JOURNAL ARTICLE
REVIEW

The preauricular sinus: a review of its clinical presentation, treatment, and associations

Noah S Scheinfeld, Nanette B Silverberg, Jeffrey M Weinberg, Valerie Nozad
Pediatric Dermatology 2004, 21 (3): 191-6
15165194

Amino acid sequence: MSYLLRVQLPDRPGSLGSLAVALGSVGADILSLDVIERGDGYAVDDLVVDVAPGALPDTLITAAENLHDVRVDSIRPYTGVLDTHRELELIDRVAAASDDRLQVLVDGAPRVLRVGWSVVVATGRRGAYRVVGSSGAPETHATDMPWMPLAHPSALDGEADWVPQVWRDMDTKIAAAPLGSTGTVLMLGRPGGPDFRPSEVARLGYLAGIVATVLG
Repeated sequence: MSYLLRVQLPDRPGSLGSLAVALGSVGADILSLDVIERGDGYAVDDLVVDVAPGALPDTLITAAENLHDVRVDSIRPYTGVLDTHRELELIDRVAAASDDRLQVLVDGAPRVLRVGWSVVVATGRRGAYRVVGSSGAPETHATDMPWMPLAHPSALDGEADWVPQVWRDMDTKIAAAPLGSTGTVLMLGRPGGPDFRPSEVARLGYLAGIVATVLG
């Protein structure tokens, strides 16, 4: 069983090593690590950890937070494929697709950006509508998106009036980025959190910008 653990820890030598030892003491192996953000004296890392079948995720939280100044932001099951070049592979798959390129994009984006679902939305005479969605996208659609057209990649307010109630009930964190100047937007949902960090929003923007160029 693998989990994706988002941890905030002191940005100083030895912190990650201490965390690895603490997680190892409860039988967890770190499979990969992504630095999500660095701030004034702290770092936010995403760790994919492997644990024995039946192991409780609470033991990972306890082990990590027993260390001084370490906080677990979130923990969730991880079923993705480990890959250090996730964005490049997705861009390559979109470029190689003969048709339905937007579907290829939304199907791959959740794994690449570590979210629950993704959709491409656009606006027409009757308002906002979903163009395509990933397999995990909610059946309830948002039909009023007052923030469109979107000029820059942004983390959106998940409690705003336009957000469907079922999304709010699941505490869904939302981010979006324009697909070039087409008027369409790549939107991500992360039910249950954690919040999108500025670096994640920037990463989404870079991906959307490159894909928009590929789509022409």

Preauricular sinuses (ear pits) are common congenital abnormalities. Usually asymptomatic, they manifest as small dells adjacent to the external ear near the anterior margin of the ascending limb of the helix, most frequently on the right side. Preauricular sinuses can be either inherited or sporadic. When inherited, they show an incomplete autosomal dominant pattern with reduced penetrance and variable expression. They may be bilateral, increasing the likelihood of being inherited, in 25-50% of cases. Preauricular sinuses are features of other conditions or syndromes in 3-10% of cases, primarily in association with deafness and branchio-oto-renal (BOR) syndrome. When other congenital anomalies coexist with these sinuses, auditory testing and renal ultrasound should be considered. Sinuses may become infected, most commonly with gram-positive bacteria, in which case their exudates should be cultured and appropriate antibiotics administered. Recurrent infection is a clear indication for complete excision and provides the only definitive cure. Recurrence rates after surgery range from 9% to 42%. Meticulous excision by an experienced head and neck surgeon minimizes the risk of recurrence.

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